30 January 2017

Are you allowed as a governm¬ent official to say that the municipal chief executive's "core competence may not be the truth"?   

According to the Ombudsman, it was in accordance with the rules of government employees' freedom of speech when a municipal employee was given a warning for writing on his Facebook profile that the municipal chief executive was "a person whose core competence may not be the truth". The Ombudsman did however ask the municipality to reconsider the matter as the municipality's handling of the matter questioned whether the municipality had construed current legislation correctly.

The case concerned a "senior employee", who had made several comments on Facebook describing the municipal chief executive of the municipality with which he was employed negatively. In a comment to the article: "No more trust: Langeland dismisses the municipal chief executive", the employee stated on 1 February 2016:

"UPS - maybe replacements are needed in many other companies. Recently, Guldborgsund also got the possibility of replacement - and then there is Slagelse, which also just fired the municipal chief executive. The idea is free to use if anyone can use it."

In connection with another article with the headline: "Is paid a fortune and keeps the job", the employee stated the following in relation to the municipal chief executive on 16 February 2016:

"Now stupidity must end. DKK 547,481 to a person, whose core competence may not be the truth .... And then to re-employ him... What is going on..." and "I think it is chocking reading concerning the municipal chief executive on Folketidende.dk", "This is only the tip of the iceberg", "DKK 547,000 is the smallest amount. All the other things he is doing or not doing cost millions...".

NOT A QUESTION REGARDING DISLOYAL CONDUCT

The municipality took special notice of the use of the word "stupidity" and the description of the municipal chief executive as "a person whose core competence may not be the truth", and on this basis, the municipality decided to give the employee a warning.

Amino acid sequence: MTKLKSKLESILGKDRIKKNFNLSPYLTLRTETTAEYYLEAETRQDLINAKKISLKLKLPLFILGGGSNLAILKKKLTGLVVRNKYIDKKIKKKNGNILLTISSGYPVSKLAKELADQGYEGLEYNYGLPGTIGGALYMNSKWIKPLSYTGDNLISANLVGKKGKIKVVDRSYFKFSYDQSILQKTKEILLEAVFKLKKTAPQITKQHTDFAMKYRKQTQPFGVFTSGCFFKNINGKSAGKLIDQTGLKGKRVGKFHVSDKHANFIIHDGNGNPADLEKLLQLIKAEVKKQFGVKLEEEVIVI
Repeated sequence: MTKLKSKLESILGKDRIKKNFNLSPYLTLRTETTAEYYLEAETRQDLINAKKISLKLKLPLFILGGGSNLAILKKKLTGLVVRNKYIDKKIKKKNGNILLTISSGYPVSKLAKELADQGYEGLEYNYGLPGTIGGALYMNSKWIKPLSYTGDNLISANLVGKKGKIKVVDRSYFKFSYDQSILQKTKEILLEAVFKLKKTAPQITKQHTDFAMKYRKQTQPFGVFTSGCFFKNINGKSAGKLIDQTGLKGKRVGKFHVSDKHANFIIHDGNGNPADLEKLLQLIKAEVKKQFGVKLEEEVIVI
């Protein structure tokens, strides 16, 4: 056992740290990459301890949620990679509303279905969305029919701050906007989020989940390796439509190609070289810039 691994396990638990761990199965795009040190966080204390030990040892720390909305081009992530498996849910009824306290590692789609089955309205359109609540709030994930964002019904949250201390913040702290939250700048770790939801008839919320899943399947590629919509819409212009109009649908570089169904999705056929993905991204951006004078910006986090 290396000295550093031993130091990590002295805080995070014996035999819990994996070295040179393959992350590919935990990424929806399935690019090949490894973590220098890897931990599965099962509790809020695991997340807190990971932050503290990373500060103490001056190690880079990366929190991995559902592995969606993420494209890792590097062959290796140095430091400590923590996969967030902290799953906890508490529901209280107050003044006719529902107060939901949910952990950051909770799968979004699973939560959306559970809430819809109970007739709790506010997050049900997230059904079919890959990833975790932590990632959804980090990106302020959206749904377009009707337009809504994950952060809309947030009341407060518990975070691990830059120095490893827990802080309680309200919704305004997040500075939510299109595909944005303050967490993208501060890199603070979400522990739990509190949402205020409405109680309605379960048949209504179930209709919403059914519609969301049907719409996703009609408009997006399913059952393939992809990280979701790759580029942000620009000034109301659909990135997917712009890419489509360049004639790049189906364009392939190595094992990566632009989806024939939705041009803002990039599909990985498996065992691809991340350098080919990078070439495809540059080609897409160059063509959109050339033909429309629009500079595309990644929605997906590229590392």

The municipality stated in the warning that it finds that "the comments' rhetoric is unacceptable and is considered disloyal conduct on your part", and that the municipality "expects that you will act loyally in the future and be appreciative in relation to your collaborators in and outside the municipality, including citizens, colleagues and the management."

Subsequently, the municipality stated the following in a letter to the employee:

"When assessing whether an employee's specific conduct may be considered disloyal, the requirements that an employer may make to its employees should also be considered in addition to the duty of loyalty. The concept propriety or dignity, which originates from the legislation governing civil servants, applies to all employees and relates to the employee's conduct, which should not imply a risk of adverse inference to the employer's reputation etc."

The Ombudsman stated that the municipality "only seemed to have considered the matter as a question whether the employee's statements were "loyal" to the municipality, and not whether the statements exceeded the explicit restrictions applying to government employees' freedom of speech."

This guideline considers the question as to whether authorities should include the duty of loyalty when considering government employees' freedom of speech, and the Ministry of Justice answers this question in the negative:

"It is important to emphasise that the management cannot impose other restrictions in government employees' freedom of speech than the restrictions described in the guidelines. For example, an employee cannot be imposed additional restrictions by referring to the duty of loyalty between an employee and the employer.